The veteran kicker is a pending free agent and is coming off maybe his best season, tying the franchise record for field-goal accuracy (22-of-24, .917), missing just one extra point, and setting a personal best for touchback percentage on kickoffs (62%, 49-of-79).

"I think when you have a guy who has been through the fire like Mason has, for a guy in my position it makes us feel very comfortable," Gutekunst said. "He obviously had an excellent year last year. He's a big part of our team, a big part of what we're trying to do here. I'm very hopeful that will reach the right ending."

4. He's high on Aaron Rodgers' upcoming second season with Matt LaFleur, and he's got his eye on quarterbacks in the draft. Those two things are not incompatible.

Gutekunst emphasized he wouldn't hesitate to draft a quarterback he liked, and possibly high in the draft if the right one is there, even while he's still fully confident Rodgers has "got a lot left."

His perspective is that it's always worthwhile to develop young QBs, because there's so much that's unpredictable and unknown. And if that prospect isn't needed when he's ready, he can be turned into another asset, which he learned by watching Hall of Fame GM Ron Wolf trade Matt Hasselbeck to Seattle and Aaron Brooks to New Orleans during Brett Favre's tenure.

So he's not averse to drafting a quarterback at the expense of another player who would theoretically help the Packers more right away in their quest for another championship in the Rodgers era.

"People have asked me about the windows thing, but I really never try to look at it that way," he said. "I think I know where our team is at every year and what we need to do to try to help us win in the upcoming season. I do think Aaron played at a really high level this past year and I'm excited about Year 2 with Matt and where those guys can go together. But I don't think that situation really affects the other as far as the quarterback stuff goes.

"I just don't think developing a young quarterback is … a waste. You just don't know when that time is going to be when you're going to need him. I know this – if you make it a priority to develop quarterbacks I think it's going to be a positive for your organization."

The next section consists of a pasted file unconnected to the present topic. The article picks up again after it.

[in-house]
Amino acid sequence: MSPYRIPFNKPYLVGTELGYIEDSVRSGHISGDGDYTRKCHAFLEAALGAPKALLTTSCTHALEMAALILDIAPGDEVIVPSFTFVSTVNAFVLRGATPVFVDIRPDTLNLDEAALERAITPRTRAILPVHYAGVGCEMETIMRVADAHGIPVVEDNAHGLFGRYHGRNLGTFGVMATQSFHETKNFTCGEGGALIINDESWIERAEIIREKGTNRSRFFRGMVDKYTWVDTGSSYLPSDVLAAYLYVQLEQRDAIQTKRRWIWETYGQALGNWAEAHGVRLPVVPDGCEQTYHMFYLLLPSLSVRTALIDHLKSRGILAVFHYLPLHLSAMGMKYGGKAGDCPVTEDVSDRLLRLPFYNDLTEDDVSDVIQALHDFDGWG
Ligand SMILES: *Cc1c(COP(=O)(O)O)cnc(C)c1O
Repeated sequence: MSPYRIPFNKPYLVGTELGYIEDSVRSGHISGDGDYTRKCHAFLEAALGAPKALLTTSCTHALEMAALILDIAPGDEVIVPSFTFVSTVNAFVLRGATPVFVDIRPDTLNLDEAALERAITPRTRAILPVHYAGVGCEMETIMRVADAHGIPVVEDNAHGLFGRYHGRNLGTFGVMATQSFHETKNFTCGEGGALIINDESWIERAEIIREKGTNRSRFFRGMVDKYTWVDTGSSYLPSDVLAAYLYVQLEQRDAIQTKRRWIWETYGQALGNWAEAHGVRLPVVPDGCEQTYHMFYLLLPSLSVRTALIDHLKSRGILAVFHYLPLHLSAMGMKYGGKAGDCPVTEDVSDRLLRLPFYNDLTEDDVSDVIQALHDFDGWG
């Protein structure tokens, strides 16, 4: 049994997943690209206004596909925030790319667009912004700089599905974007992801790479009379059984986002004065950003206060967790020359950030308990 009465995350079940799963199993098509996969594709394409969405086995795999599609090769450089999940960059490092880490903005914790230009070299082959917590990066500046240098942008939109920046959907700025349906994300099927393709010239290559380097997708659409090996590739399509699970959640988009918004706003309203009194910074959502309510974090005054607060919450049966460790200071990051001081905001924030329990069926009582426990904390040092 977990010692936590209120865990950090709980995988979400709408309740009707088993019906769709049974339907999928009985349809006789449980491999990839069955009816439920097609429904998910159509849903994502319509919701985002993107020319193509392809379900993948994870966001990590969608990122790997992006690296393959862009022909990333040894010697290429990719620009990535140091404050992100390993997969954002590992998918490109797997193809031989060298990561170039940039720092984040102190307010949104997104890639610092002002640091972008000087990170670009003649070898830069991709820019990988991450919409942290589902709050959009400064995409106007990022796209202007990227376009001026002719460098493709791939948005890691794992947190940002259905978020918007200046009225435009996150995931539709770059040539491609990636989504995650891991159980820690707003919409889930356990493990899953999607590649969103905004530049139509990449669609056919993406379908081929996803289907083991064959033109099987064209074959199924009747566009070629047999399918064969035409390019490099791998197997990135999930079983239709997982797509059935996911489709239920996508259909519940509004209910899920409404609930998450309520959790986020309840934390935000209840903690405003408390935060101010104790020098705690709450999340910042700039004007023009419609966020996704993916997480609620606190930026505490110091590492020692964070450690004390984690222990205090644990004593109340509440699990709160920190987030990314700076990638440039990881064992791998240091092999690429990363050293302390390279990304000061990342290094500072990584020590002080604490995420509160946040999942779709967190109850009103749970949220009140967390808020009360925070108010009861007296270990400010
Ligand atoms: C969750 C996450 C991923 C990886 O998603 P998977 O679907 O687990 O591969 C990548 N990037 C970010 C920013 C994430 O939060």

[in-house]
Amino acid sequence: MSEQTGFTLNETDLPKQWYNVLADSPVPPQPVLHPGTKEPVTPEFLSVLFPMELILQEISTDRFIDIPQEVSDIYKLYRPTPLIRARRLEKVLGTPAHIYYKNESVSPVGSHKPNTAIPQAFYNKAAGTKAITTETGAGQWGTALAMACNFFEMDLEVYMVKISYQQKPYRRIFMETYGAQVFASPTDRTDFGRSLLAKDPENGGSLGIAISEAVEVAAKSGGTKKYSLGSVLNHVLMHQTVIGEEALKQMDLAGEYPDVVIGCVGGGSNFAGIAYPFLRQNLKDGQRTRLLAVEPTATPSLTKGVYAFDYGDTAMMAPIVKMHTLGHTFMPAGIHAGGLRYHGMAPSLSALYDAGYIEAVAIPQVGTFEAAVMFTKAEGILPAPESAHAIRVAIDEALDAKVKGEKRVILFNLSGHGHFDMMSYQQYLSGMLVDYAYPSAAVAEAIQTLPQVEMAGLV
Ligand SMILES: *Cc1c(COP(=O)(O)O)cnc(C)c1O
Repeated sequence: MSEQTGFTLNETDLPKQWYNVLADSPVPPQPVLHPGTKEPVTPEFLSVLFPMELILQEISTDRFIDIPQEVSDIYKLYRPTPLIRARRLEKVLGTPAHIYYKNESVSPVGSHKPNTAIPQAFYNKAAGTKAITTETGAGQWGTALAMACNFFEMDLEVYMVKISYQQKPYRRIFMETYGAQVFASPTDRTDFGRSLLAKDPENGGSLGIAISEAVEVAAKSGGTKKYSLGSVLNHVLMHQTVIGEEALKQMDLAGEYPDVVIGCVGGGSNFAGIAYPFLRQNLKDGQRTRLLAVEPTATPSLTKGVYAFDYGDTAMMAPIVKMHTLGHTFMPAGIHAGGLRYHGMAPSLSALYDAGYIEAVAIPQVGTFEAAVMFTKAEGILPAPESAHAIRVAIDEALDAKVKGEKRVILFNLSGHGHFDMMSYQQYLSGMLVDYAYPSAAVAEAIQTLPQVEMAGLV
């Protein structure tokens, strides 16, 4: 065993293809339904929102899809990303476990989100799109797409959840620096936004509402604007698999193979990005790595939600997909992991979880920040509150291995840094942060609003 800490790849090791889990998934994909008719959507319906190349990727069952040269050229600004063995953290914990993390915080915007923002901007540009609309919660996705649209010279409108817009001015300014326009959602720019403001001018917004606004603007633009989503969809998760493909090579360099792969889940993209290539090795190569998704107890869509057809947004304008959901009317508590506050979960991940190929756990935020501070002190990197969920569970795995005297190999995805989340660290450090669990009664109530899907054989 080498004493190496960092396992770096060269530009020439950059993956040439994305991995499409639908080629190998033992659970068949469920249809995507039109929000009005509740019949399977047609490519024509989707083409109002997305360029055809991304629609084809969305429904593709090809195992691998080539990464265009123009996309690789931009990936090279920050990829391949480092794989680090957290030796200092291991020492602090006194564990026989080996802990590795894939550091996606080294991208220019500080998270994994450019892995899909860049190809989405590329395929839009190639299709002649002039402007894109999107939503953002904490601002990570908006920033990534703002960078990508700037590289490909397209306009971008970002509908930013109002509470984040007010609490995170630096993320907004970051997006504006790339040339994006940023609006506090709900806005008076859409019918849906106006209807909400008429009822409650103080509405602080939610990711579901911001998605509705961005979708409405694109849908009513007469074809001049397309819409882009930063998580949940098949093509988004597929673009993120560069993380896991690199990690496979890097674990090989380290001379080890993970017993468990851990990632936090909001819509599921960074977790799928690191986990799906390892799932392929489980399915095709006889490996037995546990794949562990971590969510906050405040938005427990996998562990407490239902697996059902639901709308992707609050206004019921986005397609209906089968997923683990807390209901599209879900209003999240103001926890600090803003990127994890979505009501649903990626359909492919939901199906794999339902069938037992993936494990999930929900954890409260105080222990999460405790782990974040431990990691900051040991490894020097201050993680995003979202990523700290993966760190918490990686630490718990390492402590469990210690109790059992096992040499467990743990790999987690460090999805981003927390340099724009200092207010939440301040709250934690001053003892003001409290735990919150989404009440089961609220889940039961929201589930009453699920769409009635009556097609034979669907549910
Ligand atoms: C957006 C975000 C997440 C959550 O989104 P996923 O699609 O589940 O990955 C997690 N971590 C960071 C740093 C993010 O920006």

5. He sees the changes to this year's combine setup as a positive from a scouting standpoint.

While formal interviews with players have been reduced from 60 per team to 45, those have been extended by a few minutes each. There will also be two stages of informal interviews in Indy rather than just one.

Under the old setup, informal interviews involved a mass of humanity of players, scouts and coaches trying to meet up. For scouts, that's often been a reacquainting process, with them having met the players on their college campuses. For coaches, it's an introduction.

So a new segment of informal interviews is being added that is for only players from a specific position and corresponding position coaches.

"It's an extra opportunity for our guys to sit down again with those players," Gutekunst said. "It seems like it'll be a little bit more organized, not as chaotic."

He wants LaFleur's coaching staff to take advantage of this new arrangement, so the Packers are not holding back any coaches or coordinators from going to the combine, which a couple of teams are reportedly doing.

"I think that's a really valuable process for me to get their (thoughts)," Gutekunst said. "This is our coaches' first time to really sit across from them and test their football knowledge and get a feel for the player. So it's important to me."